Sunday, October 12, 2014

First time foragers

Summer has officially ended, and gone are many of the delicious things to be found in the wild. I spent the last two weekends foraging with the Dutchman (Nootje always comes along of course, in a handy backpack) in the sand dunes of The Hague.

First we went to Westduinpark, easily accessible by tram 12 or bus 22 directiom Duindorp. Armed with a children's nature guide, we spot some duindoorn berries, which cluster thickly around spiny branches. They are high in vitamin C, but ridiculously difficult to pick. Maybe we were too late getting to them as well, as the berries were quite soft and tasted overripe. They are extremely sour but with a yummy aftertaste (can imagine it as a marmalade!). I ended up snapping off two small branches to experiment with.

We looked mostly for nettles. The first time I got stung quite a fair bit, so I came armed with leather gloves the second time around! Dutchman remarks that I've become quite the nettle connoisseur, as I only snip the first four or six leaves off a small plant, and they must be of a certain shade of bright young green as well. I read somewhere to pick only the best when you forage to eat, and I am taking this advice rather seriously.
Infusion
I wash the whole bagful of nettles thoroughly, toss to dry and I dehydrate them in the oven at 50 degrees. It takes three batches to dry everything. We've eaten them stirfried and mashed in stamppot but my favourite way is to make an infusion (pour hot water and leave for 6-12 hours, or overnight to simplify things) together with elderberry flowers and rosehips.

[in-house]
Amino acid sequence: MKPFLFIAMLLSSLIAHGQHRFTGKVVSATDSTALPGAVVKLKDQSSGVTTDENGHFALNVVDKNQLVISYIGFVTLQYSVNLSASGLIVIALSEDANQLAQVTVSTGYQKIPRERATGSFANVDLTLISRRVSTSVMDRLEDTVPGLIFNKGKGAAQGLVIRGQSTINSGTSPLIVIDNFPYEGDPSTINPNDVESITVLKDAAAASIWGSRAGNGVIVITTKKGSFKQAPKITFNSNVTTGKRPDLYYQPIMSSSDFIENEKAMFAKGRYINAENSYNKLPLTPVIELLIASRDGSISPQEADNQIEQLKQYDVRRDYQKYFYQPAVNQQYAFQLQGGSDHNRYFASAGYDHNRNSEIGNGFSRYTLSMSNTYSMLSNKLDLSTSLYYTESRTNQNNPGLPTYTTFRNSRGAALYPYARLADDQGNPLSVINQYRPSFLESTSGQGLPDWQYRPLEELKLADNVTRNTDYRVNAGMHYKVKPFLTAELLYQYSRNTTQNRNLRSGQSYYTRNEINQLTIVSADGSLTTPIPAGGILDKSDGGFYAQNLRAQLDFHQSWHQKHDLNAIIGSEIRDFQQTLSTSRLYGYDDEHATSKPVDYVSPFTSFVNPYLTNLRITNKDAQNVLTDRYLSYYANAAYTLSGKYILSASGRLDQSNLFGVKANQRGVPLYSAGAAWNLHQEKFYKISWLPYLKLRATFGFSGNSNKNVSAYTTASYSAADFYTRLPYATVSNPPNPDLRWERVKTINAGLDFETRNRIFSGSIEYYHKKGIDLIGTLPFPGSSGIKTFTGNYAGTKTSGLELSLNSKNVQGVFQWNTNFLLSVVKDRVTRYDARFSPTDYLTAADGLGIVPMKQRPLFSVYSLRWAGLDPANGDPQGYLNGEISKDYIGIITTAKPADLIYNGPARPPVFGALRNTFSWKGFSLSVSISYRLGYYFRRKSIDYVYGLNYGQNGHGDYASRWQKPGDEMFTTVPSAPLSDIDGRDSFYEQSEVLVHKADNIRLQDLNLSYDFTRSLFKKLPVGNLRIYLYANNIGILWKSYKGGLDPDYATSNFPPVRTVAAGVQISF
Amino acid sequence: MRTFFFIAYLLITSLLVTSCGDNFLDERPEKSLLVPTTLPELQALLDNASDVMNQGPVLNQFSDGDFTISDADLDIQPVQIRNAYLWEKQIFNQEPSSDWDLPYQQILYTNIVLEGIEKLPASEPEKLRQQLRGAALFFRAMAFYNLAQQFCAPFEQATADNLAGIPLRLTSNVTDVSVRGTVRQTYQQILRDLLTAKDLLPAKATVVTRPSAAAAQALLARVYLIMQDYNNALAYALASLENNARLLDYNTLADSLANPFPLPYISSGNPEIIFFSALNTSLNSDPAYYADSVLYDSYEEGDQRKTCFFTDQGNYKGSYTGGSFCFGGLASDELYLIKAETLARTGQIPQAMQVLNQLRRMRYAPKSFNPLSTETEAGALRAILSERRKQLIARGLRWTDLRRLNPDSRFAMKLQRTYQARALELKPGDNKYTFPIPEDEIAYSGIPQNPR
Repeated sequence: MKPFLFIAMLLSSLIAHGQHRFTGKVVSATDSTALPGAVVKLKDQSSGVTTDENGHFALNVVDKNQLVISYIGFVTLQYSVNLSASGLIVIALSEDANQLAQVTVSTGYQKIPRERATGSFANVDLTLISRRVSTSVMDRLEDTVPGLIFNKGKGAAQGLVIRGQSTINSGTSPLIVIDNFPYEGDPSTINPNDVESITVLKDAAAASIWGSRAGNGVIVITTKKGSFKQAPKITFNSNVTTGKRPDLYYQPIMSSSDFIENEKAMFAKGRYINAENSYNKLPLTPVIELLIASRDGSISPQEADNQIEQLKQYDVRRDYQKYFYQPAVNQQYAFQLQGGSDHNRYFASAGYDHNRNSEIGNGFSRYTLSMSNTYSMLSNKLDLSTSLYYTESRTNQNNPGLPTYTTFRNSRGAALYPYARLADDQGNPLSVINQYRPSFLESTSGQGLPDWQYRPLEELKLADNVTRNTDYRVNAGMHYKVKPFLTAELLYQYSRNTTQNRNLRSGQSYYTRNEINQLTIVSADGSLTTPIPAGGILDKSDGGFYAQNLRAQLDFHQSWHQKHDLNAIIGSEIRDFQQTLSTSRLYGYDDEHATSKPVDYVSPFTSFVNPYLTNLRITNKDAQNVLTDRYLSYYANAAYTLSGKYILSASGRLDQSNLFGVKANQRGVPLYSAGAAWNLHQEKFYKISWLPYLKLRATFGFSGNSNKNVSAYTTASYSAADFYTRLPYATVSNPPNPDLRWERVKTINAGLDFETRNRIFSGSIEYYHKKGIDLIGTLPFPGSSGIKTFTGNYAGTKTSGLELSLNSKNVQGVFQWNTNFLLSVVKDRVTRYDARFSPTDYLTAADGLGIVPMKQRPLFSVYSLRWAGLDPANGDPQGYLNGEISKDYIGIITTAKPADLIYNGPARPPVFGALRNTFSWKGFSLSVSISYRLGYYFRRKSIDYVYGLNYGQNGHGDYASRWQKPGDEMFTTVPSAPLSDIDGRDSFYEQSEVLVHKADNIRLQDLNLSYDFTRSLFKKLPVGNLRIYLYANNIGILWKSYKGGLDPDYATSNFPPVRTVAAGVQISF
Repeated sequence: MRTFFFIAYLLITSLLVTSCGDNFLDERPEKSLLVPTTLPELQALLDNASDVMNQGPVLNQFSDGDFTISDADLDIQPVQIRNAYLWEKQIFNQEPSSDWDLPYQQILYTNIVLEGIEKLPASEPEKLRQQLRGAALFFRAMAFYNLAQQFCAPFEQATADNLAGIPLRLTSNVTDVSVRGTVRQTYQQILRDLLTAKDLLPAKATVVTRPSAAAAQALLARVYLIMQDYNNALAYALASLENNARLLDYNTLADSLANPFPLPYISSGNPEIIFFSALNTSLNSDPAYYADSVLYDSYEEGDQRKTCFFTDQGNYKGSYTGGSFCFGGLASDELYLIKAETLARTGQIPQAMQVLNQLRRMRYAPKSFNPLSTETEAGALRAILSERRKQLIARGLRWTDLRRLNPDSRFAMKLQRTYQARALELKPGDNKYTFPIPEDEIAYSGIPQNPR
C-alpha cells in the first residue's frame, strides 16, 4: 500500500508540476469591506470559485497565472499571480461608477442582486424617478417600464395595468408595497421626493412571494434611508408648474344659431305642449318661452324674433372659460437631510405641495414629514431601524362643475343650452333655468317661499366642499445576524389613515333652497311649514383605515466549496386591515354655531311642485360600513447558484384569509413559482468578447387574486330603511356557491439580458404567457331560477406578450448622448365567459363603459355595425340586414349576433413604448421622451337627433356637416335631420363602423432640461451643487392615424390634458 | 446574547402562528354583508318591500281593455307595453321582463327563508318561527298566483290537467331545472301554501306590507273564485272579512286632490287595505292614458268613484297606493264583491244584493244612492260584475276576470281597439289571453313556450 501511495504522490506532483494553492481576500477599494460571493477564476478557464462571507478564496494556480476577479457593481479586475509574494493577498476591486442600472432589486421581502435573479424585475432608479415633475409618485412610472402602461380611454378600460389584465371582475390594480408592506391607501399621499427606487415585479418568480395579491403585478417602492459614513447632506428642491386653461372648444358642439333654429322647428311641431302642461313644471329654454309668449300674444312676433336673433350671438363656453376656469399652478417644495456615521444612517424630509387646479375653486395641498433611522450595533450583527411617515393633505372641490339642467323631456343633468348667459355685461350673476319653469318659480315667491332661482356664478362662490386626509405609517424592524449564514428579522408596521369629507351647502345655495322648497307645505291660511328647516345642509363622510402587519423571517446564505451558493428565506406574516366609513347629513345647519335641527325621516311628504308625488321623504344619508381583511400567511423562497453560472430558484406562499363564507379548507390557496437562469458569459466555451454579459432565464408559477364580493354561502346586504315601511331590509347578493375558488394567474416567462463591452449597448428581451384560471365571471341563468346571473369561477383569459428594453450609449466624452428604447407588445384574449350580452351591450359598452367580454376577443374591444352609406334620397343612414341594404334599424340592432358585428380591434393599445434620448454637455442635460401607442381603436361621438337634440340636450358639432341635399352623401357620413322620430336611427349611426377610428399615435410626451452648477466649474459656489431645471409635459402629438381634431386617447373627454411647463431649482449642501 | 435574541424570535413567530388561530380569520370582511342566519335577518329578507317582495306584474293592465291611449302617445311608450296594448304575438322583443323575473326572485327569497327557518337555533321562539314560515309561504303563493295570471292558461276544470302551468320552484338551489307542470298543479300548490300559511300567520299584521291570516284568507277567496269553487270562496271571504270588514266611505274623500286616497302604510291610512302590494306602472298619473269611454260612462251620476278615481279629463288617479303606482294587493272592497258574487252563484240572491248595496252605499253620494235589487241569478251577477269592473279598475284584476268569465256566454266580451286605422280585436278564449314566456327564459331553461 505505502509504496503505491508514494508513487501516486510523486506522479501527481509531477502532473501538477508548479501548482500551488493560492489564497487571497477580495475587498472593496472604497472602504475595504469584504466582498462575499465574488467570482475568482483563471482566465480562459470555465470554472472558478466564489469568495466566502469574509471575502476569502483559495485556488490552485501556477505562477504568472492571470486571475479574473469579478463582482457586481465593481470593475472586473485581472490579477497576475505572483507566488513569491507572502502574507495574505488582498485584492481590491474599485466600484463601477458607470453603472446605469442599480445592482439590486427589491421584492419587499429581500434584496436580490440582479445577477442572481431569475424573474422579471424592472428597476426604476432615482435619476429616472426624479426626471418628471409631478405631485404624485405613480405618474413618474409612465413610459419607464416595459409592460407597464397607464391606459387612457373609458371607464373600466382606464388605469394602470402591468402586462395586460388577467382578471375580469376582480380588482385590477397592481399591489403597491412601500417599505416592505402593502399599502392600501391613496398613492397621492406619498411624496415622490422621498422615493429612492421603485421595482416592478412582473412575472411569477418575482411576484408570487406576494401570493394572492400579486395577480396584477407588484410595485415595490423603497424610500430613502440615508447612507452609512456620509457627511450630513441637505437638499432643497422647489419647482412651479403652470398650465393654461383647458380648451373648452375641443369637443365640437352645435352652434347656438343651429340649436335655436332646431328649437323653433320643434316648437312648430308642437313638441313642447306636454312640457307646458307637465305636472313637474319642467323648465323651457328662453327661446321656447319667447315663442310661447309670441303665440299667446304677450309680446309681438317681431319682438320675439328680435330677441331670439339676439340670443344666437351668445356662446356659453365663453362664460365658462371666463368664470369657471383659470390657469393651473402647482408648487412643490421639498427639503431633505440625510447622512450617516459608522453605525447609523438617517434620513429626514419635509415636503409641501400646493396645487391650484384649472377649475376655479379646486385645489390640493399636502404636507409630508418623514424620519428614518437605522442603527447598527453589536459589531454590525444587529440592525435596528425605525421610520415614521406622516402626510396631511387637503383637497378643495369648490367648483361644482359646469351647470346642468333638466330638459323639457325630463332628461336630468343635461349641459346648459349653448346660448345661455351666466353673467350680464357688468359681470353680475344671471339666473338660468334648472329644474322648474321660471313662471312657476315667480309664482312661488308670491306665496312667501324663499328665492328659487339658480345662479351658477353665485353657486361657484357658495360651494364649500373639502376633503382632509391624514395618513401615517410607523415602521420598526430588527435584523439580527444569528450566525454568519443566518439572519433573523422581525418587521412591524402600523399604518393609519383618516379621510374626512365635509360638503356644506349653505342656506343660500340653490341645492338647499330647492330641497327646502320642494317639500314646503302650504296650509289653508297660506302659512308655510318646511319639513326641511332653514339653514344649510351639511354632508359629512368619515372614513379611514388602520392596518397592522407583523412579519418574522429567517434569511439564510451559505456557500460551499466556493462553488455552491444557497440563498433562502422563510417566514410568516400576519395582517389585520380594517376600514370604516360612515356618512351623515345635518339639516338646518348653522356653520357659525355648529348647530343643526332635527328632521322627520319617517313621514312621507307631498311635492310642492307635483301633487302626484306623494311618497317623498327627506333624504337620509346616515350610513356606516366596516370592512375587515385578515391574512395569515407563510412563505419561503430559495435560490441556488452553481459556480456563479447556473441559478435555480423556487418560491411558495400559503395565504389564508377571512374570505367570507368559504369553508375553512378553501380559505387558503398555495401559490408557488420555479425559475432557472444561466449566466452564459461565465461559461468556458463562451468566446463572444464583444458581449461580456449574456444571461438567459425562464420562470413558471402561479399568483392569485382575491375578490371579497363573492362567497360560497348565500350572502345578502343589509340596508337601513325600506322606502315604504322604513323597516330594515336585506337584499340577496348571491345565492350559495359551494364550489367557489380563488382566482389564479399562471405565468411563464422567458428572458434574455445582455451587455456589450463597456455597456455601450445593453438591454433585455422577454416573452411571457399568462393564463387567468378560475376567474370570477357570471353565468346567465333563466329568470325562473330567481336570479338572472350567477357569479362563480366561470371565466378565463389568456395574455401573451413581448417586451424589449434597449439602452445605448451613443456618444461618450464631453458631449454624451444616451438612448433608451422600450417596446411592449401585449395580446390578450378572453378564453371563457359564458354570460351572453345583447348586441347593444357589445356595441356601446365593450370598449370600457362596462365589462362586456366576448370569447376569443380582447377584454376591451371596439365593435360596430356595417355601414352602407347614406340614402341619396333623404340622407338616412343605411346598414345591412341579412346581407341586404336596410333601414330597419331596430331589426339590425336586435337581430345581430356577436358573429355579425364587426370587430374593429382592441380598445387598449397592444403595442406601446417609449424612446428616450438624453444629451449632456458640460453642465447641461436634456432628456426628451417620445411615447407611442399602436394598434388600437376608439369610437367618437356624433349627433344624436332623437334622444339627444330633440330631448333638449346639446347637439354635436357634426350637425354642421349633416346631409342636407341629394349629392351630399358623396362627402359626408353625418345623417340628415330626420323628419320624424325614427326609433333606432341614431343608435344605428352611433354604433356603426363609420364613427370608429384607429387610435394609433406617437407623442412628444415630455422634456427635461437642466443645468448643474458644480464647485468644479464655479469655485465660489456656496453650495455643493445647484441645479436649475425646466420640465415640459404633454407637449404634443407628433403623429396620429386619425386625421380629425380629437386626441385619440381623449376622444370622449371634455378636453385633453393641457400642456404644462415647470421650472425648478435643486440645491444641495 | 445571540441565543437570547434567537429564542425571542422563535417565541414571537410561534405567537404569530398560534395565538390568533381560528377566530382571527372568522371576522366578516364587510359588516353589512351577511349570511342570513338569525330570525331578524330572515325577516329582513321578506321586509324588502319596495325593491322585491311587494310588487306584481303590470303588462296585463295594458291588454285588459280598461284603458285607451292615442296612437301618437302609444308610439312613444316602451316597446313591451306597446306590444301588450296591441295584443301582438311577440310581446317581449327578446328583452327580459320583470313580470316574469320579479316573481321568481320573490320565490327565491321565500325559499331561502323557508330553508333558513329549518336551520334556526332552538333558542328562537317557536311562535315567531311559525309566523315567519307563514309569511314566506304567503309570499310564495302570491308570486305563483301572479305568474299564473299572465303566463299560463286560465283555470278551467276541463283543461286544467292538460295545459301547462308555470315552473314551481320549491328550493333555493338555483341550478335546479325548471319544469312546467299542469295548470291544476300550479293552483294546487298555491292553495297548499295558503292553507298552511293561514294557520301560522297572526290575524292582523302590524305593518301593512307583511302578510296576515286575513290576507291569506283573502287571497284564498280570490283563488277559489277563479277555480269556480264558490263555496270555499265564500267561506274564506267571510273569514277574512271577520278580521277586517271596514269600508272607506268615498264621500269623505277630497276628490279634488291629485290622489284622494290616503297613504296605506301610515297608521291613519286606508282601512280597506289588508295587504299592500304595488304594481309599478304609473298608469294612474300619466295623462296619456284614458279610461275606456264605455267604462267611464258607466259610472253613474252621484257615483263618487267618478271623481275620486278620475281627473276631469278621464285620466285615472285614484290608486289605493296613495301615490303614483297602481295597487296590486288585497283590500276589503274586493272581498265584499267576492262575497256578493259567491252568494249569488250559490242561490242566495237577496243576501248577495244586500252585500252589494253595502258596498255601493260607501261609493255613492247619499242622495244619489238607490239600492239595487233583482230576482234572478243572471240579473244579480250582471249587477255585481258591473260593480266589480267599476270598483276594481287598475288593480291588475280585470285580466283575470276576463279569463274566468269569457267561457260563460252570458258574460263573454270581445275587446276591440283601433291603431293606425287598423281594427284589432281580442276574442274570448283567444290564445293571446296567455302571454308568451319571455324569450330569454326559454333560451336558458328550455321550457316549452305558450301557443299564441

Dewberries
The first time, we also discovered dauwbraam or dewberries. They look like blackberries, but are smaller and less sweet. The dewberry plant also tends to creep horizontally rather than arch upwards into a bush shape, like the blackberry plant. Perhaps symbiotically, dewberries grow in between nettles, so there were many untouched berries right under our noses, in the leaves. These I washed, picked out any stems and leaves, and froze in plastic boxes.

Rozebottel or rosehips grow in abundance in the sand dunes. The Dutch variety is more round rather than elongated. The red flesh is mostly bland and very slightly savoury when eaten raw, and most of the fruit is made up of seeds and hairs. I dry these on 50 degrees in the oven until semi dry, before cleaning out the hairs and seeds. Dry them further until they crumble.

Not bad for a first time forage, and i learned the second time around to lay out the goods after foraging to let all the wood lice and other bugs and worms escape before I inadvertently cook or freeze them. Though we couldn't find our coveted elderberries, next summer I'll be prepared early in the season for all kinds of berries, and try my hand at making my own red raspberry leaf tea as well!

Free superfoods for the picking

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